Leaders of the Group of Seven nations are set to meet in Charlevoix, Quebec on June 8/9 for a two-day summit – their first gathering since the United States launched tariffs on steel and aluminium imports that affect Canada, Mexico and the European Union, among other exporters.
President Donald Trump will be “sticking to his guns” on issues such as trade, according to Larry Kudlow, his top economic adviser, who addressed reporters in Washington earlier this week. Trump tweeted yesterday that he would use the summit to “fight for our country on trade.”
Canadian Prime Minister Justin Trudeau, the summit host, and British Prime Minister Theresa May are among the participants who have criticised US tariffs. The G7 also includes Japan, Italy, France and Germany. The European Union is represented by European Council President Donald Tusk and European Commission President Jean-Claude Juncker.
What is the Group of Seven nations, if that club of like-minded countries stops being of like mind? Trump is pulling the United States towards protectionism and self-interest. In reality, American economic dominance means the G7 talking shop depends heavily on a G1. Without consensus, it might as well be a G-zero.
The annual gathering of leaders of the G7 has tended to produce bland statements of the developed-world consensus. Last year the strain of achieving even that showed in a watered-down set of pledges. The United States soon began to tear them up, removing itself from the Paris climate accord within a week of the meeting in Taormina, Italy.
Trump’s subsequent trade barriers against allies like Mexico, Canada and Europe make a mockery of the promise to “keep our markets open and to fight protectionism.” In advance of this year’s two-day summit beginning on Friday, Trump has also broken ranks with allies in abandoning the nuclear deal with Iran championed by his predecessor.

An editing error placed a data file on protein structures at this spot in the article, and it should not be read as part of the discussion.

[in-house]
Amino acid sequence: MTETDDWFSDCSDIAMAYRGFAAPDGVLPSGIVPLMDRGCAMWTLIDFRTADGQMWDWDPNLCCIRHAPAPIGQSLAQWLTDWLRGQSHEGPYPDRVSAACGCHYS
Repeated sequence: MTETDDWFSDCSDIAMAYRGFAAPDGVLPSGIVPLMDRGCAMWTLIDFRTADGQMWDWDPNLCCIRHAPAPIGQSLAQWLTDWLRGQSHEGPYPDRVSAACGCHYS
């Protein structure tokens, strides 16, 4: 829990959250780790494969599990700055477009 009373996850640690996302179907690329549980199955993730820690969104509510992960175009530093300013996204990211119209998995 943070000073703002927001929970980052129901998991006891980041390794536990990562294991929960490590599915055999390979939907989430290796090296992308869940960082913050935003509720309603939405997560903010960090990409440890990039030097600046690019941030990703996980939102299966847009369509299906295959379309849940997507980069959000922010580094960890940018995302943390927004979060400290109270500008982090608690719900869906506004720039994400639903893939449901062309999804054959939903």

The US President sees the trip north as a distraction from more pressing bilateral meetings, the Washington Post reported on Thursday. In a sense, he has a point. Rank the G7 countries by objective measures of global clout – GDP, population or exports, say – and Italy would not be in the top seven while China would. The idea that the group is a forum for overcoming real differences was undermined by the decision to eject Russia in 2014. That kind of purpose now resides more credibly in the broader G20, and in bilateral discussions between China and the United States.
The other six G7-ers look relatively powerless. Their companies must do US bidding or risk being blocked from American markets and dollar-denominated trade. The greenback is still around 60% of global central bank currency reserves, and the United States is the biggest single-country goods export market for Canada, Japan, Britain and the European Union.
If the other leaders can’t change Trump’s mind, they might be better off setting the G7 aside.
Alan McQuaid (8/6/18)